"Ah," I replied, "my library, Kitsap Regional, recently entered into a reciprocal agreement with SPL. It should be ok for me to get a card without the fee."

More typing. Another sigh. "You need to register first."
"I do? I've already filled out the online application."
"I can see that but you still need to register. You can register on one of our computers."
"Okay. Where on the website do I find the registration? I didn't see it when I applied online."
Another sigh. She handed back my ID. "Come over here."

I followed her through a maze of walls and shelves to a single computer tucked into a corner. She brought up the screen I needed and left. Alrighty then. I looked at the screen. The registration consisted of confirming my email address. Are you kidding me? I filled in the two oh-so-important registration fields and hit Enter. Done! Back to the desk.

"I'm back!" I announced, holding out my ID and KRL card. "Now what?"

More typing. Pause. Type, type, type. She reached under the counter for a library card, scanned it, and handed it to me. She turned back to her task. I found the Humor shelves, chose two books, used self-checkout, and headed to my car.

What an experience! Had they had a difficult staff meeting at the Queen Anne branch that morning? Perhaps SPL's never-ending reorganizing and budget concerns are beginning to wear out the staff. Who knows? I was suddenly, deeply, homesick for the branch that this place had once been, back in its day.

I've gone to a couple of other branches since then to pick up my holds. The Lake City branch has expanded well beyond the small brick building we visited when our kids were pre-elementary age. You know the adage "You can't go home again"? That has certainly proven true for the Seattle Public Library of my memory. Oh well. I'm still having a grand time with their collection.

Overheard on Twitter: I grabbed a tissue, blew my nose, and then thought "This tissue smells like my cat." #whatsbeengoingonhere

Next time: whatever presents itself. Stay tuned.

Random Library Adventures

I've owned a King County Library card for five years. Amy needed access to RosettaStone to practice Japanese. KRL didn't have RosettaStone but KCLS did and when I learned that I could receive a KCLS card through a reciprocal agreement with our library system, I signed up and received my card in the mail. Easy! Amy was able to hone her language skills - mission accomplished. Since then, although I've never checked out a physical item, Ken has used their databases for school, supplementing his access to KRL and Olympic College databases.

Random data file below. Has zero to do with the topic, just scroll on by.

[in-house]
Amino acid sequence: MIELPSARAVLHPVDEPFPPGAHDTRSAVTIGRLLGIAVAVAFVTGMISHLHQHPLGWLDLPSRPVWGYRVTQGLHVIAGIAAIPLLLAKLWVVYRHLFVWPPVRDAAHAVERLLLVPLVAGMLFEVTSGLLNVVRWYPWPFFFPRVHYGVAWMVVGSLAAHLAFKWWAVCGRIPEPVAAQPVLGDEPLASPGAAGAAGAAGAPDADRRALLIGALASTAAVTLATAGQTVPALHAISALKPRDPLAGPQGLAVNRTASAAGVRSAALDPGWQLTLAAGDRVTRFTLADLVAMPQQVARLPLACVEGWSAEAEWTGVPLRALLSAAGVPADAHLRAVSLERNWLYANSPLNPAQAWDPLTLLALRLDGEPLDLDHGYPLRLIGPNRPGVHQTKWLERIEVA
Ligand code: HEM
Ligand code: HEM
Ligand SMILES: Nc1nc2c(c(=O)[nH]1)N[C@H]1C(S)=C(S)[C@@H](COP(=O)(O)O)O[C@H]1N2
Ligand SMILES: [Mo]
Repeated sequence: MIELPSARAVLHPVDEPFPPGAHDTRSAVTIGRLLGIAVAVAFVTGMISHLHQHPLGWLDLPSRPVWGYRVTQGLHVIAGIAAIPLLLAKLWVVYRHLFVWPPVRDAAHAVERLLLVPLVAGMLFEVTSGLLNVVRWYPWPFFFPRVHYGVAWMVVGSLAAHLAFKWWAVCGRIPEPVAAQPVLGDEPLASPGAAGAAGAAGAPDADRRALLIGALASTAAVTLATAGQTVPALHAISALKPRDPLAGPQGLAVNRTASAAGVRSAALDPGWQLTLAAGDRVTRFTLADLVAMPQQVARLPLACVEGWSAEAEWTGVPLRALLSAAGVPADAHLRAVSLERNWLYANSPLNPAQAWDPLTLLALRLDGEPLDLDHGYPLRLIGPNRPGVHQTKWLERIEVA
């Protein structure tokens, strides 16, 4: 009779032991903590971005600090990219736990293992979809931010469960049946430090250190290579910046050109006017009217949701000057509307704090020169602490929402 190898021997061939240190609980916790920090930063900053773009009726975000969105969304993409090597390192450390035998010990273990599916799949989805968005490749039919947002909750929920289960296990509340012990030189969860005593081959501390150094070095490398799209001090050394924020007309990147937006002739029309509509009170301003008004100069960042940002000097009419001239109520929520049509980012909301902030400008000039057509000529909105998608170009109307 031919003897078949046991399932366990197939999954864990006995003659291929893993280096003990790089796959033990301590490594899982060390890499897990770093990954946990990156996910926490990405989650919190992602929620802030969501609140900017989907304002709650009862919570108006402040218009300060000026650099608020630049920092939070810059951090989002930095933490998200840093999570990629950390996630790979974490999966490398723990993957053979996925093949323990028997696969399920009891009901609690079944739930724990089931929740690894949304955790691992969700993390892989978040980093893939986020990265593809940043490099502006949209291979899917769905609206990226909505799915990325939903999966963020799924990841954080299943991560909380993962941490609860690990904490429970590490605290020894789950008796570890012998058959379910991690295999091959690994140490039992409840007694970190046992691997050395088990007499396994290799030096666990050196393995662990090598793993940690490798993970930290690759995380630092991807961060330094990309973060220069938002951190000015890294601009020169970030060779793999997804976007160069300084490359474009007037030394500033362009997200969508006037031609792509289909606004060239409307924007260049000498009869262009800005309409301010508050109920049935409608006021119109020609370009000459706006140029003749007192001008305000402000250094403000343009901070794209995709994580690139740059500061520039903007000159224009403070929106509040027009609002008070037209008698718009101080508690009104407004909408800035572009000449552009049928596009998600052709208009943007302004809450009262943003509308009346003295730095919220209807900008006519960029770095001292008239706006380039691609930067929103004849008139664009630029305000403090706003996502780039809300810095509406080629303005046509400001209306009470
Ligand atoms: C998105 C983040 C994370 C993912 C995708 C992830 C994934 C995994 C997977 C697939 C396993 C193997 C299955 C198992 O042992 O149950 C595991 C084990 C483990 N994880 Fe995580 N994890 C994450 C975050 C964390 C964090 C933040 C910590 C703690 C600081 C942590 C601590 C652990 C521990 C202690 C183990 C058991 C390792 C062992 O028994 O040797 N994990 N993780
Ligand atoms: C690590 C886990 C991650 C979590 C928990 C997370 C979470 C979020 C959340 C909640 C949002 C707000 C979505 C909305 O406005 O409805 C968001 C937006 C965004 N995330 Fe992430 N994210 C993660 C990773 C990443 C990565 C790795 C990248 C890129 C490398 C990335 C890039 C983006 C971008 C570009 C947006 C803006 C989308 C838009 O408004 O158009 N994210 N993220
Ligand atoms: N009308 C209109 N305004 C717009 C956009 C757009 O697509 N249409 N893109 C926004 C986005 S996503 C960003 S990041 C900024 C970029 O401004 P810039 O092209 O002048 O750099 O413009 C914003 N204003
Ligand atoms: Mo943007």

And then, behold! Seattle Public Library entered into a reciprocal agreement with KRL. This was pretty big news and we had a flurry of questions from our patrons. The conversation usually went like this:

"Will it work like Interlibrary Loan?"
Nope, you have to check out and return items in person.
"But can't I place holds and have them sent to my branch?"
Um, no. You have to check out and return items in person.
"Can I return Seattle Library's books back to KRL?"
NO! You have to check out and return items IN PERSON.
"But what if I'm not going to back to Seattle anytime soon?"
Then you shouldn't check out anything because you have to check out AND RETURN IN PERSON.

Frankly, happy as we were about the reciprocal agreement, it was also driving us mad.

To make matters worse, one of our patrons visited an SPL branch, received her card, and was told that she could return her books to another library system. Sigh. I made a polite what-the-heck call to the offending branch. It turned out that SPL's agreement with KCLS allows items to travel back and forth between those library systems at no charge. The staff assumed that the same was true for KRL.

Things did eventually settle down. We still find an occasional SPL book in the bookdrop but we no longer mutter over it.

I pondered getting an SPL card but ultimately decided that we didn't visit Seattle often enough to make it worthwhile. That changed, however, thanks to my involvement with WLA. I learned that I'd need to be in Seattle for several WLA meetings, spread over four months. I'd be able to check out and return items in person. I went online, filled out a library card application, and chose the Queen Anne branch to pick up my card.